Summer can be a rough time for entrepreneurs. While all the other little boys and girls are swimming at the beach and roasting marshmallows over a fire, startups are grinding away in the garage, sending emails across their network only to be reminded of the fun they’re missing by automatic out-of-office replies.
For entrepreneurs in desperate need of an escape, but who can’t tear themselves away from startup life, there’s a conference offering a solution.
Fireside Conference, held two hours outside of Ottawa at Camp Walden in Bancroft, Ontario, encourages participants to “disconnect to connect,” merging the modern networking conference with the nostalgia of summer camp.
An all-inclusive ticket to the conference, held this year from Sept. 8-10, gives the 400-some attendees full rein over the weekend’s programming. It ranges from the more business-minded keynotes and market discussions to informal networking such as waterskiing, campfire songs and kayaking. (In some cases, the workshops may actually take place in canoes.)
The conference’s two founders, Toronto-based lawyers Dan Levine and Steven Pulver, both attended Camp Walden in their youths. A decade after meeting each other there, they reconnected in the Toronto startup scene. After discovering their mutual passions for entrepreneurship and the camping environment, the two set about bringing these disparate worlds together; the collision produced a spark, and Fireside Conference was born.
Levine says their camp solves a frustration he and Pulver were finding with modern conferences in the city: The formulaic, formal setting of conferences rarely led to deeper connections other than exchanging business cards.
“We were feeling like we weren’t getting that relationship out of it, where we could really get to know the people in the community on a personal level,” he says.
Reflecting on childhood summer camps, Levine says there’s a phenomenon about being in nature, separate from technology and the world’s anxieties that helps people connect. If it works for kids, why not for entrepreneurs?
“When you’re up at camp, it’s just this magical thing where you can form relationships that are totally fast-tracked; I always say it’s like a shot of adrenaline in a relationship,” Levine says.
“We wanted to bring that environment to our network in the business, tech, entrepreneurship and startup world.”
Fireside began in 2015 with 70 people. Levine and Pulver didn’t know what to expect, or what their creation would become, but the overwhelmingly positive response led to a surge in demand in 2016. That year, they took on 285 people. This year, after receiving more than 1,500 applications, the number of spots is up to 400, with a bit of space still remaining.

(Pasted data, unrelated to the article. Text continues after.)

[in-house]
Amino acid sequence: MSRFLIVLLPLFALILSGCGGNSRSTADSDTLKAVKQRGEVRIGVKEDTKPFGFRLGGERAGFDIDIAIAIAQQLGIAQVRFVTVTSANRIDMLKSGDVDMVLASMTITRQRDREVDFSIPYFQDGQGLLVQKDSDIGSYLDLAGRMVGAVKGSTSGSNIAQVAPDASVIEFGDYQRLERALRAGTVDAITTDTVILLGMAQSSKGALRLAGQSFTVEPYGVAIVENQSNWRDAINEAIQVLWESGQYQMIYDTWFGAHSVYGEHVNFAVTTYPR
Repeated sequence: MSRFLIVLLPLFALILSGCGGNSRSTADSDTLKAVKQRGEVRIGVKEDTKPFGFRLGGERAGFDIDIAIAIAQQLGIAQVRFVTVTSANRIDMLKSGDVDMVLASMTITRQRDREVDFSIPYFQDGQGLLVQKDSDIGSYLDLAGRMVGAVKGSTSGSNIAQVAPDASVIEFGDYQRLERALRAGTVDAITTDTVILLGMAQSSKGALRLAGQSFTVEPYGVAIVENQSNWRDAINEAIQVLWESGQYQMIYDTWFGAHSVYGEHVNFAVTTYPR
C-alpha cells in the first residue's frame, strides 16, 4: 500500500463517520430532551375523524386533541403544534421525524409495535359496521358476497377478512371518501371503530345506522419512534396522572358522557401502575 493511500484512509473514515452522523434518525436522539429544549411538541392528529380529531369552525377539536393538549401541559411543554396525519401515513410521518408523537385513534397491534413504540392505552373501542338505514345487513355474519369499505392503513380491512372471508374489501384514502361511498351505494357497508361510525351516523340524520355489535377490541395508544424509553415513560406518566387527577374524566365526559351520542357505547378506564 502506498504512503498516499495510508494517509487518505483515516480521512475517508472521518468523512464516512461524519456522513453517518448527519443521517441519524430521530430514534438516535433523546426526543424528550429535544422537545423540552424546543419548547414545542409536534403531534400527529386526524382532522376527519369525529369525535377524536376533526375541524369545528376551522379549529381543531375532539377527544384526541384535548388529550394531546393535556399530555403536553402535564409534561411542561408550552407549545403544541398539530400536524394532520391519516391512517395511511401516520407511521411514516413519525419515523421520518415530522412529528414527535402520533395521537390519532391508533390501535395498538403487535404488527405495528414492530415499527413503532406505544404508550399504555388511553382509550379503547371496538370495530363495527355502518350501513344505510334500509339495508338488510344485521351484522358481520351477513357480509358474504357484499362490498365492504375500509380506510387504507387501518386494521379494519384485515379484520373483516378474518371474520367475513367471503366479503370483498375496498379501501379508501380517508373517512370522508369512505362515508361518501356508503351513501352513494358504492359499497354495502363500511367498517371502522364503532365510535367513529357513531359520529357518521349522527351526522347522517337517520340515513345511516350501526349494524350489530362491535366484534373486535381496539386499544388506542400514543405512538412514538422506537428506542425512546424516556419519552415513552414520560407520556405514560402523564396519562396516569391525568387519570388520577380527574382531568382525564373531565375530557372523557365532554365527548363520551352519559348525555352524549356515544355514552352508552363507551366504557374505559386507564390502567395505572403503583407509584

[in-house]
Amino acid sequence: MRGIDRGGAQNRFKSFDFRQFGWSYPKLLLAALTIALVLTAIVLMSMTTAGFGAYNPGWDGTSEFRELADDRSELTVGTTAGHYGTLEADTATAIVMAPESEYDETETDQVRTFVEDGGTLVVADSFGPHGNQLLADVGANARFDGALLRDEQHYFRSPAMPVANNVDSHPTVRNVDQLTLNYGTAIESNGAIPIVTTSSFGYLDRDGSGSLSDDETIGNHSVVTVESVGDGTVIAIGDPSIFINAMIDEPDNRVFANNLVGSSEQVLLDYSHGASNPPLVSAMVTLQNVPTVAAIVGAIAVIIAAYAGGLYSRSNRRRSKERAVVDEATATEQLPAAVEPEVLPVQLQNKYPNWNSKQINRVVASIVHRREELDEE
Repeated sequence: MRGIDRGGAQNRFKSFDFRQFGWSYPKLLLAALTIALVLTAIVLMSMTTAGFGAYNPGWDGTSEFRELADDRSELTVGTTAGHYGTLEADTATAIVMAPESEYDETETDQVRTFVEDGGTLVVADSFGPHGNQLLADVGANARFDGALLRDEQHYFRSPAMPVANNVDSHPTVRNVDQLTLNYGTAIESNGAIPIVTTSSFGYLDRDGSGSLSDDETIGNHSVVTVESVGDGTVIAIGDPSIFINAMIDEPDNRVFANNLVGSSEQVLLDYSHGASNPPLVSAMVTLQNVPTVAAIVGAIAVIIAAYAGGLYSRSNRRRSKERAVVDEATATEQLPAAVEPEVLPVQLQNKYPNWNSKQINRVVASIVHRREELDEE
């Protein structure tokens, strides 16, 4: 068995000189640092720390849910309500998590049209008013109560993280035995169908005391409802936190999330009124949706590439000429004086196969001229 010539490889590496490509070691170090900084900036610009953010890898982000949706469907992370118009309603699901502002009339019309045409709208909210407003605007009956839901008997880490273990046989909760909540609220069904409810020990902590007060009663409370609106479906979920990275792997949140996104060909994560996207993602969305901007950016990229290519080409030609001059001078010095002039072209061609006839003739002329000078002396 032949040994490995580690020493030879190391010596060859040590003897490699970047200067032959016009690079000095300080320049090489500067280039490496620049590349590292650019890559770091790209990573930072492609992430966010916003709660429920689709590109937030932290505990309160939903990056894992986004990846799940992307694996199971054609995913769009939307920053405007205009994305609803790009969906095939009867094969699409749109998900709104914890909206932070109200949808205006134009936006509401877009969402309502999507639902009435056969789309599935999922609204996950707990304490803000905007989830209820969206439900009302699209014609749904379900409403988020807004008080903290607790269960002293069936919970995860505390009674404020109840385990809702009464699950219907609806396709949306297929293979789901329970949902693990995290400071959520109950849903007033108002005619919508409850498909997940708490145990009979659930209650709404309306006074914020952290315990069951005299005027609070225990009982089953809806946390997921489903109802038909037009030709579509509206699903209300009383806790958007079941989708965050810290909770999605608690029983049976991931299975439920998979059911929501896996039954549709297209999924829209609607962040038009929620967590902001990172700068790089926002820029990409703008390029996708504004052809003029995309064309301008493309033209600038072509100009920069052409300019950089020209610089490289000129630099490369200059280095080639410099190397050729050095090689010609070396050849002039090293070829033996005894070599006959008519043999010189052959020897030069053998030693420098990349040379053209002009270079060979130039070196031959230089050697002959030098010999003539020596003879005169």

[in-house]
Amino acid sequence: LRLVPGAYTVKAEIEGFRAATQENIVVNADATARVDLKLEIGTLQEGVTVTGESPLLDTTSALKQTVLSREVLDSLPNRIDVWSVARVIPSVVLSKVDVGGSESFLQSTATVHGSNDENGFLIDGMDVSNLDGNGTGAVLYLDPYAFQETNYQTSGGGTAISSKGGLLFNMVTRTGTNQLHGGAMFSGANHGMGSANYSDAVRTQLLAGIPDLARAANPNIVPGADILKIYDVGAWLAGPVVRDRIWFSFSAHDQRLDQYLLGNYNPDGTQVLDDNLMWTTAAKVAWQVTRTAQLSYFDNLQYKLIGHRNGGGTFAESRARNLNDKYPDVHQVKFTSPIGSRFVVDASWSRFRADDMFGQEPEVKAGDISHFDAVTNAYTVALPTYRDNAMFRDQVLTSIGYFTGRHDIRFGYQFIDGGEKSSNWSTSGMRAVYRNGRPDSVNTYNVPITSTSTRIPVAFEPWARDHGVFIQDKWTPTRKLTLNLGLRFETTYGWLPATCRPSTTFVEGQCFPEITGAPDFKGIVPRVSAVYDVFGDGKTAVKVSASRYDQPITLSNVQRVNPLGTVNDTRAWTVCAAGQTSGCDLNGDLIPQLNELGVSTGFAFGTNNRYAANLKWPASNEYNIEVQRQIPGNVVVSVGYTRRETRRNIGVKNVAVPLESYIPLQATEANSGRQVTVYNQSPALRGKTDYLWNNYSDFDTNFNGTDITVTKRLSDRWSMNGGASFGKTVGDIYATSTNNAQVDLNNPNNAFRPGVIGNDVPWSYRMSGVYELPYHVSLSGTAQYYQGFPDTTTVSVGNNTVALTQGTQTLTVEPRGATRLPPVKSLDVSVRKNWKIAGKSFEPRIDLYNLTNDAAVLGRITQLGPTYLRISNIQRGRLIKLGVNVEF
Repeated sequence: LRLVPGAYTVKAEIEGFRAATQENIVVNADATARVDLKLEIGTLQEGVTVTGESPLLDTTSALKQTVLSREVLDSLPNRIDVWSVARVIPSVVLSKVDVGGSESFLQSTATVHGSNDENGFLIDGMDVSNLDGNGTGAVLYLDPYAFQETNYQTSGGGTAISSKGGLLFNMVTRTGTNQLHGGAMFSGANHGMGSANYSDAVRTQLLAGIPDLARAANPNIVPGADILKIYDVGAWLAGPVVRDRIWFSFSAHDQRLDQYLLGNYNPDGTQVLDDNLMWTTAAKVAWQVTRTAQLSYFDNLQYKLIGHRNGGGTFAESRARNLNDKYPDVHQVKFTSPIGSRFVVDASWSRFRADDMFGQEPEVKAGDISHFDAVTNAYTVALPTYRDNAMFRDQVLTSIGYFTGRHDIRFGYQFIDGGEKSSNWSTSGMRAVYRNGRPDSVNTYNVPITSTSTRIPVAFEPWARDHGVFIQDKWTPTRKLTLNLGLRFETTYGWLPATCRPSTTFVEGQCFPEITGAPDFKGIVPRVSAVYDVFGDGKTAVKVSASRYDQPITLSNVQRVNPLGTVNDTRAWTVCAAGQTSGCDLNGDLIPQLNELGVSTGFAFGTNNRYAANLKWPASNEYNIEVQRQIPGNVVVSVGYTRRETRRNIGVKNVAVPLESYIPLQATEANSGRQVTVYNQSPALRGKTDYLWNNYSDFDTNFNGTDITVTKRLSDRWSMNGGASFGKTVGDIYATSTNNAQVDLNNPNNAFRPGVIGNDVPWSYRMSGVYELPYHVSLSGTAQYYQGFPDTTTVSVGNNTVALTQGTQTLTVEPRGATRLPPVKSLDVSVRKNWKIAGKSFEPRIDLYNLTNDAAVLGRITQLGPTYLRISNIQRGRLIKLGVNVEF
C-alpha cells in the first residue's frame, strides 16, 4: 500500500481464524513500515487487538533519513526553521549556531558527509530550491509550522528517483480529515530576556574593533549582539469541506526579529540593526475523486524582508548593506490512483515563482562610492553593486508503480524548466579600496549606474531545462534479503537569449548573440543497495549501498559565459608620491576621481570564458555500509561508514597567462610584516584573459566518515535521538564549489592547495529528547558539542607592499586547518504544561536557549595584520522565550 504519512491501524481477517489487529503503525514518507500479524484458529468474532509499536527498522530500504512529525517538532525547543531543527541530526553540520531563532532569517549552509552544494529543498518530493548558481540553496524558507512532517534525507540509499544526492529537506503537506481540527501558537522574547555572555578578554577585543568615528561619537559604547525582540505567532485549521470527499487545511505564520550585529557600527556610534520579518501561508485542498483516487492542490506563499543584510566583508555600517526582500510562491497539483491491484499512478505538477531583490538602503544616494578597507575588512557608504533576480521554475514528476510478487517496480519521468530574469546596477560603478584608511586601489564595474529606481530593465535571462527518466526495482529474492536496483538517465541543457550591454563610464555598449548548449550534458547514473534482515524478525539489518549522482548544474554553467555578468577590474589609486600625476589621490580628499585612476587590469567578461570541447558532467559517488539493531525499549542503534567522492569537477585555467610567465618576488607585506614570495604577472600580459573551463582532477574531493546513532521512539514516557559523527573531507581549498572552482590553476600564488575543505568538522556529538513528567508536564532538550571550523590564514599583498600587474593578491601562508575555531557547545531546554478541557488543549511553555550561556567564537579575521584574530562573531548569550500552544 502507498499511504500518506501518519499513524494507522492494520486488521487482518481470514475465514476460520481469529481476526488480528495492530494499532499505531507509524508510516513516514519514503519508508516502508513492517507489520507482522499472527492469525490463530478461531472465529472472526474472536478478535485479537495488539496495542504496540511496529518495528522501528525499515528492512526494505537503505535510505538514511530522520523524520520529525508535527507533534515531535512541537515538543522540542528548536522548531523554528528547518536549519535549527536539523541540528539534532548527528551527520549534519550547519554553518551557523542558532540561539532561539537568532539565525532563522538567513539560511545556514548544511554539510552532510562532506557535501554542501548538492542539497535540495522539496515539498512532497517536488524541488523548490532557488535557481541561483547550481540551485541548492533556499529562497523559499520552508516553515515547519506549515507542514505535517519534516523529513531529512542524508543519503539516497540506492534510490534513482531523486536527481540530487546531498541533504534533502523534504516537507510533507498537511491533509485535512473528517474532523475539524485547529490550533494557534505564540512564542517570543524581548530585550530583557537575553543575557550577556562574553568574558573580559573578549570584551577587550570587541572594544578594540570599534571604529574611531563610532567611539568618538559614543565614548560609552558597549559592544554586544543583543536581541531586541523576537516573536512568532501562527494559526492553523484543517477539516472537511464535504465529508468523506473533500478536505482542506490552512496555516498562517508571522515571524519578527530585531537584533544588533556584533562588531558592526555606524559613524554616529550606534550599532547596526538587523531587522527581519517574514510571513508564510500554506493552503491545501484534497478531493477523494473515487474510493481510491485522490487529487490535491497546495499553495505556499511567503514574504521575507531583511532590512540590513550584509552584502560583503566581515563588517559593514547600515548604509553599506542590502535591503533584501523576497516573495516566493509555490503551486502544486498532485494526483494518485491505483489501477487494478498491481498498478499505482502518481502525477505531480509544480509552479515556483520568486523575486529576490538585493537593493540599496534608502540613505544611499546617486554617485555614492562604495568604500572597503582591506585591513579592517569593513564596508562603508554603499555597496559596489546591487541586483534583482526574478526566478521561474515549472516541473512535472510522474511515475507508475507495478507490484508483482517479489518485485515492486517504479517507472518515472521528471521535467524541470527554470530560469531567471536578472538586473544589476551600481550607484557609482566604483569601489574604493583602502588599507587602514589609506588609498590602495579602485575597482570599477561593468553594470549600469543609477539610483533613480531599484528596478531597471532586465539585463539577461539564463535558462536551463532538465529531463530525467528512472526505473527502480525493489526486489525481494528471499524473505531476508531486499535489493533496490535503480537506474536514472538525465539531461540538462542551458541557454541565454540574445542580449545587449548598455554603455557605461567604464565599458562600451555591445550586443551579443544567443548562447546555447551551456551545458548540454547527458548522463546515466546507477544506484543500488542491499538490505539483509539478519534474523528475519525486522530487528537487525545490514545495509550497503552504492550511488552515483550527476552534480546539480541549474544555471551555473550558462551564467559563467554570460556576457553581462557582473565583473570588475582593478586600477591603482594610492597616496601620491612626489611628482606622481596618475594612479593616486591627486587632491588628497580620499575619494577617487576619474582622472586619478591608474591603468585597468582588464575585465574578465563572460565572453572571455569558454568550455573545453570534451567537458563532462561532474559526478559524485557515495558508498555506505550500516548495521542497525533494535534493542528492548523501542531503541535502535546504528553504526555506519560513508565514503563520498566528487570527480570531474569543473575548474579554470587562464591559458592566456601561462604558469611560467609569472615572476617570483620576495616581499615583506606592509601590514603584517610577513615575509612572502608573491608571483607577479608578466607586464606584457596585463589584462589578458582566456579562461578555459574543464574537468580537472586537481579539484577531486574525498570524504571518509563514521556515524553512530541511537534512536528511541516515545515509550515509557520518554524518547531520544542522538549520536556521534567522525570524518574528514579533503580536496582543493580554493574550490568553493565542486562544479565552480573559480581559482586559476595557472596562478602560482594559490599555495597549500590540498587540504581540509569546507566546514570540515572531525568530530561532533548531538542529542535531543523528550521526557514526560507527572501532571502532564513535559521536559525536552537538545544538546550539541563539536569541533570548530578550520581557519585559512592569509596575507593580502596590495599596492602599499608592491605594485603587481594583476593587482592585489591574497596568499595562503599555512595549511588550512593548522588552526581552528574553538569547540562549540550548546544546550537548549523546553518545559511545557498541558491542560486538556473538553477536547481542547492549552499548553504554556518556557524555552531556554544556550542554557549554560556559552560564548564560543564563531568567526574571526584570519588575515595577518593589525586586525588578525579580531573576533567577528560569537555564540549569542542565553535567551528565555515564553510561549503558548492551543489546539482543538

The two founders could perhaps find a bigger location and scale up to make a few dollars, but Levine says they’re not looking for profit with Fireside. The conference is run on a break-even basis, more as a community-building program than a money-making one.
Levine says it’s important that the number of participants is kept low and the experience is kept intimate, and so prospective attendees must apply for an invitation. There are a few qualities in particular that Levine says they’re looking for in their campers.
First and foremost, you have to buy in to the idea of disconnecting ‒ leave the laptop at home, Levine says.
Fireside is seeking entrepreneurs who believe in the value of mindfulness and personal well-being while running a startup, and those hoping to send off a few emails or sneak in a Skype session likely aren’t the sort that would contribute to the camp’s culture.
Additionally, the organizers are seeking a diversity of attendees. First-time founders, big money investors and pre-IPO startups should all be represented, as well as campers from all spectrums of Canada. To that end, the conference has launched an “inclusion scholarship” this year to help bring in disadvantaged individuals who wouldn’t ordinarily be able to attend.
“By design, we’re looking for as diverse and eclectic of a group as we can. You can only go so far if you have a bunch of billionaires in a room; you can only go so far if you have a bunch of first-time founders in a room.”
The result, Levine says, is an informal, easy networking experience not often found in modern conferences where attendees and speakers are kept separate, donning name tags of different colours and prestige. Not so, at Fireside.
“You could be sitting next to someone whose company is valued at $10 billion, and they’re sitting in their sweatpants.”
Levine is proud of the culture forged in Fireside, which includes themes of giving back: Attendees have championed various causes over the course of the weekend, supporting and raising donations for charities such as Stopgap, Ladies Learning Code and the Upside Foundation.
With Fireside, the two founders seem to have accomplished a true rarity: In an industry dominated by technology, they’ve convinced hundreds to set the out-of-office reply, drive hours from the city and look up from their phones for a full weekend.
“You literally couldn’t live tweet if you want – there’s no internet connection!”